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Moll Flanders (Signet Classics)

1 rating: 3.0
A book

The recent adaptation ofMoll Flandersfor Masterpiece Theater is a book-lover's dream: the dialogue and scene arrangement are close enough to allow the viewer to follow along in the book. The liberties taken with the tale are few (some years of childhood … see full wiki

Tags: Books
Publisher: Signet Classics
1 review about Moll Flanders (Signet Classics)

What's love got to do, got to do with it?

  • Aug 27, 2011
Rating:
+3
Tina Turner's 80's pop classic (written by songwriters Terry Britten and Graham Hamilton Lyle, and one wonders what hard lesson taught them this thought) captures exactly the second-hand emotion in Moll Flanders.  Defoe, writing just a few generations after Shakespeare, Christopher Marlow, and King James's Biblical translators, penned some of the most stunning and enduring works in English literature.  He put readers on the then (and still) exotic beaches of a deserted island in Robinson Crusoe, and here he puts us in an even more exotic locale for its time--the mind and life of a  woman (stunning enough for literature of the day), who is also a prostitute and common thief.

Except that Moll (not her real name she tells us immediately) started out as neither, and as she unfolds her story singularly almost without emotion, we learn the truth of the sexual relationships she has entered into--they are purely financial transactions, in which love has no part.  In fact, for Moll all personal relationships, with either gender for any purpose, are financial transactions, to be set down on the credit or debit side of the ledger as circumstances direct.  

Before you think too harshly of her for this seemingly emotionless approach to the fundamental passions of life, know (as I had to remind myself as I read) that she is writing her memoirs 70-plus years into a long life, and reviewing with the benefit of a survivor's hindsight, mature realism, and hard-earned wisdom.  Toward the end of her memoirs, as she reflects on her nearly-lost life of sex and crime, Defoe makes the realism of Moll's rationalism explicit in this passage (p. 249 of the Signet Classic paperback edition):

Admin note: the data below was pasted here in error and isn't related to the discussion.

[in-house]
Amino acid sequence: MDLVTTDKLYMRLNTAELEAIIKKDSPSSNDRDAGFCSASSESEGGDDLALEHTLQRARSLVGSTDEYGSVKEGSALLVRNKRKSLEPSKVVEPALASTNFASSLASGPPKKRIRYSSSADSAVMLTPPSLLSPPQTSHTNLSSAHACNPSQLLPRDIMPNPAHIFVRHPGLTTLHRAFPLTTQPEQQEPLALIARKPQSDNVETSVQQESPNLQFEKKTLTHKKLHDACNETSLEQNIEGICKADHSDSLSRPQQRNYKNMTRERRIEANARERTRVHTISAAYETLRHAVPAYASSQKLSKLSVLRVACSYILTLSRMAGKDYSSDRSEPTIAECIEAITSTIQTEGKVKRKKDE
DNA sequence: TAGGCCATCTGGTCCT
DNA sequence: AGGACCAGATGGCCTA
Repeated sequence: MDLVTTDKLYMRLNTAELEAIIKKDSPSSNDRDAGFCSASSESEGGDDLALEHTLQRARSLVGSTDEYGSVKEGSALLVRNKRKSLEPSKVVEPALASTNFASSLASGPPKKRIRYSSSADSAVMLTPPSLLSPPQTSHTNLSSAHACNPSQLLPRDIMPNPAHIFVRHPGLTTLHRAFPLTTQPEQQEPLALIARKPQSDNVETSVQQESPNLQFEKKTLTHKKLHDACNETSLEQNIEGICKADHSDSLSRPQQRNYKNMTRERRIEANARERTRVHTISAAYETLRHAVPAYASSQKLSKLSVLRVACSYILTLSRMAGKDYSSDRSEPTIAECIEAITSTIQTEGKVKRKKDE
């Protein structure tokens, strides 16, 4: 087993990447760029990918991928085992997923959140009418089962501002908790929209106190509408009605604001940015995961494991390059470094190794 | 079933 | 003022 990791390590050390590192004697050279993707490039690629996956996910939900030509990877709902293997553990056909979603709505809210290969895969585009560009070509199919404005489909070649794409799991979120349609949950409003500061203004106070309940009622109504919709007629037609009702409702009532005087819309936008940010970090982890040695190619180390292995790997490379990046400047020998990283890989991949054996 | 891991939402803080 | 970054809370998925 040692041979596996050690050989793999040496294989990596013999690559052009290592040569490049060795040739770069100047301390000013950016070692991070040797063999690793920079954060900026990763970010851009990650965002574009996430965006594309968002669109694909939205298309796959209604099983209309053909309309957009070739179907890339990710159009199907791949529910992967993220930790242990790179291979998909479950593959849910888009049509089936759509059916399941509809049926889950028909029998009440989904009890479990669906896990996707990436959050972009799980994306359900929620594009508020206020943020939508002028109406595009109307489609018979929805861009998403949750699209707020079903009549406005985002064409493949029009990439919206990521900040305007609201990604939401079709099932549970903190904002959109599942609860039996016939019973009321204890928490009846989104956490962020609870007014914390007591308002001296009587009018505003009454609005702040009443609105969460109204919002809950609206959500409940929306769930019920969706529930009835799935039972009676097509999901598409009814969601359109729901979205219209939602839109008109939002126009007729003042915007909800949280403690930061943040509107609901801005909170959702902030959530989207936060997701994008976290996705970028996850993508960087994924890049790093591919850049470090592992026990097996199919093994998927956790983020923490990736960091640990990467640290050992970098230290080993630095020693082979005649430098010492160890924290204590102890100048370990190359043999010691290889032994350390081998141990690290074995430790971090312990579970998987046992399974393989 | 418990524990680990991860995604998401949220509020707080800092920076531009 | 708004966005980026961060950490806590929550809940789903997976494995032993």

In short, I began to think, and to think indeed is one real advance from hell to heaven.  All that hardened state and temper of soul, which I said so much of before, is but a deprivation of thought; he that is restored to his thinking is restored to himself.

One wonders what the young orphan servant girl, who was lured into a sexual relationship with one master's son while forced into marriage with the other, thought of love then.  Under the matter-of-fact telling in Moll's memoir is an undertone of passion and even bitterness at the memories as her hopes and thoughts of romantic love were swept aside by the harsh realities of the limitations of her world and her place in it.  If she then started keeping her emotionless mental ledger of the sexual transactions to come, she did so at least in part as a matter of simple survival and sometimes sweet revenge.

Defoe's writing, while labeled as realism, sometimes seems stilted and doesn't flow as smoothly as Dickens' for example, who would follow in another 100 years and drink from the same well of realism offered up by England's history of class, culture, and character.  But in the main, it is remarkable for its clarity and humor, and can be and is still read for its fictional impact and not just its historical significance.

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August 27, 2011
Well conveyed.
 
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